Tuesday, September 28, 2010

"Reduce Anthropogenic Emissions of CO2, Immediately!"

This picture, steeped in irony, is from the flooding in Wisconsin.  You wouldn't know it from watching the teevee, but massive, unprecedented floods have been occurring all over the world in just the past year.  Over 100 record all-time high temperatures were set as well, including just yesterday, where Los Angeles hit 113 degrees F.  Change is chaotic, not smooth and linear.  I fear stability has surpassed a tipping point and it's going to be a wild ride on the downside.

A new paper about ocean acidification makes a typically cautious scientific observation that I have been wondering about for some time but had seen no corroboration in research - which is that coral bleaching, long attributed solely to warming waters, is actually taking place in the context of acidification:
"Based on a boron isotope (11B/10B) analysis of corals, Wei et al.54 report on a significant acidification trend associated with a pH value decrease on the order of 0.2 to 0.4 from 1940 to the present for the Great Barrier Reef of Australia. Hence, the major widespread coral-bleaching events observed during the years 1998 and 2002, which have been presumably caused by temperature fluctuations, could have been exacerbated by ocean acidification.
Langdon et al... have provided strong experimental evidence that the growth of coral reefs predominantly depends on the ion concentration product [Ca2+] 􏰃 [CO2􏰂] of the ambient seawater, suggesting that its saturation state with respect to aragonite has  direct impact on the biogenic calcification of the species  involved, confirming earlier results by Gattuso et al..."
Bleached Coral
Compare them to the riot of color they should be!
The same diminishment so obvious in the ocean is replicated in the forests.
This is a maple on a Massachusetts farm from an October in the past...compare this glorious glow to the drab maples this year!
After a highly technical discussion of the ominous ramifications of ocean acidification on life both in the sea and on the land, they end with this succinct and stern conclusion:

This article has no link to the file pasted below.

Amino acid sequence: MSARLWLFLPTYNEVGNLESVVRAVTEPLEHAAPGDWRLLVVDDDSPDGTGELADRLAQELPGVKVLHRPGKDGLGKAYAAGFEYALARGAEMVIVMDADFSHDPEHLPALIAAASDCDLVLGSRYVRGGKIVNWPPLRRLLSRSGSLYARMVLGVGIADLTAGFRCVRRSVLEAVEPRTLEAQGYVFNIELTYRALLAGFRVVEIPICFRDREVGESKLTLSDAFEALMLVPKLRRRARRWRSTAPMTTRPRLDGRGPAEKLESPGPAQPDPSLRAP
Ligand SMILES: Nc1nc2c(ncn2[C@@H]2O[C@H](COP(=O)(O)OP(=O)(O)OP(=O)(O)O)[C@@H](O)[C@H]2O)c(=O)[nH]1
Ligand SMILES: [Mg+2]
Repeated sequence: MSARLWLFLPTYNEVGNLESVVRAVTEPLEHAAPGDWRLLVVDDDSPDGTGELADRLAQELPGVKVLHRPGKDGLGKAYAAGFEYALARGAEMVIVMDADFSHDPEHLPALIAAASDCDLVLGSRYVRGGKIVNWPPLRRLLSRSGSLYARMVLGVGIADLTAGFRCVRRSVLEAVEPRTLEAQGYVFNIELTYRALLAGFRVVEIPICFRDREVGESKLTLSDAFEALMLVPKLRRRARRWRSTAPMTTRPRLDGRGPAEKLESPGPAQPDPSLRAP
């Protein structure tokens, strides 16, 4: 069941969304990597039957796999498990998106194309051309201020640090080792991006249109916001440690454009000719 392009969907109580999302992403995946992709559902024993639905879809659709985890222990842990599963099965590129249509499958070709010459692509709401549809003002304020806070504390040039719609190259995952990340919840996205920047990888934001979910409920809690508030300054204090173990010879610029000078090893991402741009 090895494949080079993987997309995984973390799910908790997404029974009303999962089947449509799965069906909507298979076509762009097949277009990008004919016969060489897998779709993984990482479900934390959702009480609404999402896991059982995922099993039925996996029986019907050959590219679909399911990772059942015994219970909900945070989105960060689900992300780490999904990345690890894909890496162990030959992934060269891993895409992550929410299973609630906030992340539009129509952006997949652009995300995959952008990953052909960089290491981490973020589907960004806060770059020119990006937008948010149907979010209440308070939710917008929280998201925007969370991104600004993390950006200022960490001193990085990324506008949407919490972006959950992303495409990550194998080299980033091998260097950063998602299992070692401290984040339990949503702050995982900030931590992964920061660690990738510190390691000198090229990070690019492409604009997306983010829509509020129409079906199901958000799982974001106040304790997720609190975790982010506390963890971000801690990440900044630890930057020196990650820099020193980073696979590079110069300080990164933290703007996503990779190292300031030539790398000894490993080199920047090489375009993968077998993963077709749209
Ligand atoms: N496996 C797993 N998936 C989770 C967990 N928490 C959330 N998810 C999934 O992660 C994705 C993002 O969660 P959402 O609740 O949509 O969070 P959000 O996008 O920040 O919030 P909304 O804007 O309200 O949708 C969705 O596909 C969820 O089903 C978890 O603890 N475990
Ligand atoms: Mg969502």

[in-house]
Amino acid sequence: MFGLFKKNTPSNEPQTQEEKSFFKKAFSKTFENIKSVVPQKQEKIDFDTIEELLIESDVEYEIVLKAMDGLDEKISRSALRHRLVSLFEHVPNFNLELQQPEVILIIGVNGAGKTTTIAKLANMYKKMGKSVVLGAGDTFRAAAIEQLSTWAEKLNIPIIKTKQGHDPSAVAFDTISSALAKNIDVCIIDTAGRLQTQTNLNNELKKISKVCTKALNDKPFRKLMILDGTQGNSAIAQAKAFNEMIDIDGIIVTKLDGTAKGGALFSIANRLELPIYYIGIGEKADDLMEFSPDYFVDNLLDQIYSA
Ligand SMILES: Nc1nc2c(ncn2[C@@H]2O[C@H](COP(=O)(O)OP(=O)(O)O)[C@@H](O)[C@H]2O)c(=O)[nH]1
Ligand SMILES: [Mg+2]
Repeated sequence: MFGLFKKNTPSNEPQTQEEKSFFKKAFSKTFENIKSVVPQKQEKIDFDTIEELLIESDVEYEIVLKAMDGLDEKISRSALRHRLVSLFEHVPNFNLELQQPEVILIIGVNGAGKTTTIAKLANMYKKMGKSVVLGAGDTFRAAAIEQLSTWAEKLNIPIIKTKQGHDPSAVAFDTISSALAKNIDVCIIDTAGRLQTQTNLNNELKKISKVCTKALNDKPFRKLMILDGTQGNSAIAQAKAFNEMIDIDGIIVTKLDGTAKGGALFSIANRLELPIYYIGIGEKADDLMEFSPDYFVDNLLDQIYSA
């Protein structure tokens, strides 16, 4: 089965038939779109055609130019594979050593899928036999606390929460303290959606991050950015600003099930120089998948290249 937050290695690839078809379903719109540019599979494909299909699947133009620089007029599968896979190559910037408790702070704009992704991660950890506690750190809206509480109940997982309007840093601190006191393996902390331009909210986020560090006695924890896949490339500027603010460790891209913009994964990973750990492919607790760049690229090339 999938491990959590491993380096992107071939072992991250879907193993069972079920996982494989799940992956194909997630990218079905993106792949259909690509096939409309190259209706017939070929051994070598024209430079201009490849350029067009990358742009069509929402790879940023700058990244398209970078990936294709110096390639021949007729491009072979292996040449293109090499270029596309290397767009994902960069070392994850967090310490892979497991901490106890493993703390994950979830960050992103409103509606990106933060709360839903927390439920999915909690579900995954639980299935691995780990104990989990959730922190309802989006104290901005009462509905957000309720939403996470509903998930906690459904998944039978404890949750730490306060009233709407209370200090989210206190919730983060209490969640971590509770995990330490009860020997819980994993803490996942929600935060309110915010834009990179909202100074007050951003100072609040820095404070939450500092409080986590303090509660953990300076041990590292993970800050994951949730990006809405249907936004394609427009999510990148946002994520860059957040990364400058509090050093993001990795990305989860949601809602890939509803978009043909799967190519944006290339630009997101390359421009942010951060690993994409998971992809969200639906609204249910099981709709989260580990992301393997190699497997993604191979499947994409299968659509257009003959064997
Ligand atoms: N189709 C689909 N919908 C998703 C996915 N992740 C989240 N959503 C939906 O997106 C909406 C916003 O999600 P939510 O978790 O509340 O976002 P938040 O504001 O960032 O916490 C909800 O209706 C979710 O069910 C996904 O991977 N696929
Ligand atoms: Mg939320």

"It is now the responsibility of the humanity to avoid a dangerous interference with the climate system and start to reduce anthropogenic emissions of CO2, immediately."
I expect this will be confirmed in future research.  Maybe similarly, some day, all those experts who blindly and stubbornly assume trees are dying exclusively from insects, disease, fungus, drought and warming will understand that the poisonous composition of the atmosphere from toxic greenhouse gases is the fundamental condition which underlies the process.  If that is true then there is actually some vestige of hope that the mass extinction of vegetation and the consequent collapse of the biosphere can be averted - or at least, significantly delayed.
The yellowing of needles is a symptom of exposure to ozone, and inevitably a prelude to completely bare branches.
A little bit of everything - the Black-eyed Susans have shriveled, yellowed leaves with symptoms of chlorosis, the earth is abnormally bare, the mum blossoms are a fraction of the size they should be, and the tree trunk is covered with lurid lichens.
Here's yet another species to add to the ever-expanding list of trees projected to meet extinction - bristlecone pine, as reported in the New York Times.
"Living in extreme conditions about two miles above sea level, they have become the oldest trees on the planet. The oldest living bristlecone, named Methuselah, has lived more than 4,800 years.
Now, however, scientists say these ancient trees may soon meet their match in the form of a one-two punch, from white pine blister rust, an Asian fungus that came to the United States from Asia, via Europe, a century ago, and the native pine bark beetle, which is in the midst of a virulent outbreak bolstered by warming in the high-elevation West."